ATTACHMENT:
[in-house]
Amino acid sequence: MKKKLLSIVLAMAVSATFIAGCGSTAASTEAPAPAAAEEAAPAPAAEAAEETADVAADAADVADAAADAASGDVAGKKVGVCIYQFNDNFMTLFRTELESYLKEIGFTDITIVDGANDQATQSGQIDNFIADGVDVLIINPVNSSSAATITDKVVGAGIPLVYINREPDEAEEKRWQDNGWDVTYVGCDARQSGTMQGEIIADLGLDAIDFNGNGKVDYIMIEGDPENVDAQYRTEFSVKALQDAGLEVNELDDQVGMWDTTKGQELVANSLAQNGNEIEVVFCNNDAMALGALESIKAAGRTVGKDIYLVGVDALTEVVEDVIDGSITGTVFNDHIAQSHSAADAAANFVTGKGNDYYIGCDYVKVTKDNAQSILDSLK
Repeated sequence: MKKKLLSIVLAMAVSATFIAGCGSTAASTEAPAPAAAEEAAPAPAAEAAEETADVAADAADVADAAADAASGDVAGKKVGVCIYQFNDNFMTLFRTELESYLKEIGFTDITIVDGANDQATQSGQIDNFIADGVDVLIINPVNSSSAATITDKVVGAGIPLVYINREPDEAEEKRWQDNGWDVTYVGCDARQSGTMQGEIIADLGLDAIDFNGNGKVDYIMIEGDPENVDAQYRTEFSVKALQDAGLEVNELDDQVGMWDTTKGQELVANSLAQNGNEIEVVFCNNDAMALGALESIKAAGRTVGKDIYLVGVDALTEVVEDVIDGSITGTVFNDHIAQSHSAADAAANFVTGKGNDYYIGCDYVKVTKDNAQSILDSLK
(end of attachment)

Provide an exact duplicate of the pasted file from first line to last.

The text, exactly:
[in-house]
Amino acid sequence: MKKKLLSIVLAMAVSATFIAGCGSTAASTEAPAPAAAEEAAPAPAAEAAEETADVAADAADVADAAADAASGDVAGKKVGVCIYQFNDNFMTLFRTELESYLKEIGFTDITIVDGANDQATQSGQIDNFIADGVDVLIINPVNSSSAATITDKVVGAGIPLVYINREPDEAEEKRWQDNGWDVTYVGCDARQSGTMQGEIIADLGLDAIDFNGNGKVDYIMIEGDPENVDAQYRTEFSVKALQDAGLEVNELDDQVGMWDTTKGQELVANSLAQNGNEIEVVFCNNDAMALGALESIKAAGRTVGKDIYLVGVDALTEVVEDVIDGSITGTVFNDHIAQSHSAADAAANFVTGKGNDYYIGCDYVKVTKDNAQSILDSLK
Repeated sequence: MKKKLLSIVLAMAVSATFIAGCGSTAASTEAPAPAAAEEAAPAPAAEAAEETADVAADAADVADAAADAASGDVAGKKVGVCIYQFNDNFMTLFRTELESYLKEIGFTDITIVDGANDQATQSGQIDNFIADGVDVLIINPVNSSSAATITDKVVGAGIPLVYINREPDEAEEKRWQDNGWDVTYVGCDARQSGTMQGEIIADLGLDAIDFNGNGKVDYIMIEGDPENVDAQYRTEFSVKALQDAGLEVNELDDQVGMWDTTKGQELVANSLAQNGNEIEVVFCNNDAMALGALESIKAAGRTVGKDIYLVGVDALTEVVEDVIDGSITGTVFNDHIAQSHSAADAAANFVTGKGNDYYIGCDYVKVTKDNAQSILDSLK